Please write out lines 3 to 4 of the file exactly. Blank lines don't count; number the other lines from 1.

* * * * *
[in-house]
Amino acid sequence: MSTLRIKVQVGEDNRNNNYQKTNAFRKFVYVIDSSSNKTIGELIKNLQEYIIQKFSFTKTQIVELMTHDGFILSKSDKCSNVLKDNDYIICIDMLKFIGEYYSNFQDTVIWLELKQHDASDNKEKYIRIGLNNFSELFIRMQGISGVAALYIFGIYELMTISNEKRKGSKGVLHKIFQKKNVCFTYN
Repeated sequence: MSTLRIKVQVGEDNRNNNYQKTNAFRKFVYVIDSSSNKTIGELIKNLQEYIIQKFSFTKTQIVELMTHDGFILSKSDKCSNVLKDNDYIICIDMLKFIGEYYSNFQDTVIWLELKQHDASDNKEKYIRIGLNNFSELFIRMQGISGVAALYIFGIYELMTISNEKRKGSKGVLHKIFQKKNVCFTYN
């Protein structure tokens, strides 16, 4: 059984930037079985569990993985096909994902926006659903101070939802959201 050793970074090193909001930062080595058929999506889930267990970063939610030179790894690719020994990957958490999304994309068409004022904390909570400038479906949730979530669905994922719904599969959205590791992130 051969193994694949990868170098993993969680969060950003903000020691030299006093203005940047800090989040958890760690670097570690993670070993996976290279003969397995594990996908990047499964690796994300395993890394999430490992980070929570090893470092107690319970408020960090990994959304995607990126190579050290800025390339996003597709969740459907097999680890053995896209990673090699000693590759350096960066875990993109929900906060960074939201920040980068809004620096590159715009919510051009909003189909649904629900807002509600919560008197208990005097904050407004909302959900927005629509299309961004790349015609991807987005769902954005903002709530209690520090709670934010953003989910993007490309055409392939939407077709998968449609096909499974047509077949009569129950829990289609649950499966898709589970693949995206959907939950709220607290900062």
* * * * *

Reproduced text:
Repeated sequence: MSTLRIKVQVGEDNRNNNYQKTNAFRKFVYVIDSSSNKTIGELIKNLQEYIIQKFSFTKTQIVELMTHDGFILSKSDKCSNVLKDNDYIICIDMLKFIGEYYSNFQDTVIWLELKQHDASDNKEKYIRIGLNNFSELFIRMQGISGVAALYIFGIYELMTISNEKRKGSKGVLHKIFQKKNVCFTYN
């Protein structure tokens, strides 16, 4: 059984930037079985569990993985096909994902926006659903101070939802959201 050793970074090193909001930062080595058929999506889930267990970063939610030179790894690719020994990957958490999304994309068409004022904390909570400038479906949730979530669905994922719904599969959205590791992130 051969193994694949990868170098993993969680969060950003903000020691030299006093203005940047800090989040958890760690670097570690993670070993996976290279003969397995594990996908990047499964690796994300395993890394999430490992980070929570090893470092107690319970408020960090990994959304995607990126190579050290800025390339996003597709969740459907097999680890053995896209990673090699000693590759350096960066875990993109929900906060960074939201920040980068809004620096590159715009919510051009909003189909649904629900807002509600919560008197208990005097904050407004909302959900927005629509299309961004790349015609991807987005769902954005903002709530209690520090709670934010953003989910993007490309055409392939939407077709998968449609096909499974047509077949009569129950829990289609649950499966898709589970693949995206959907939950709220607290900062």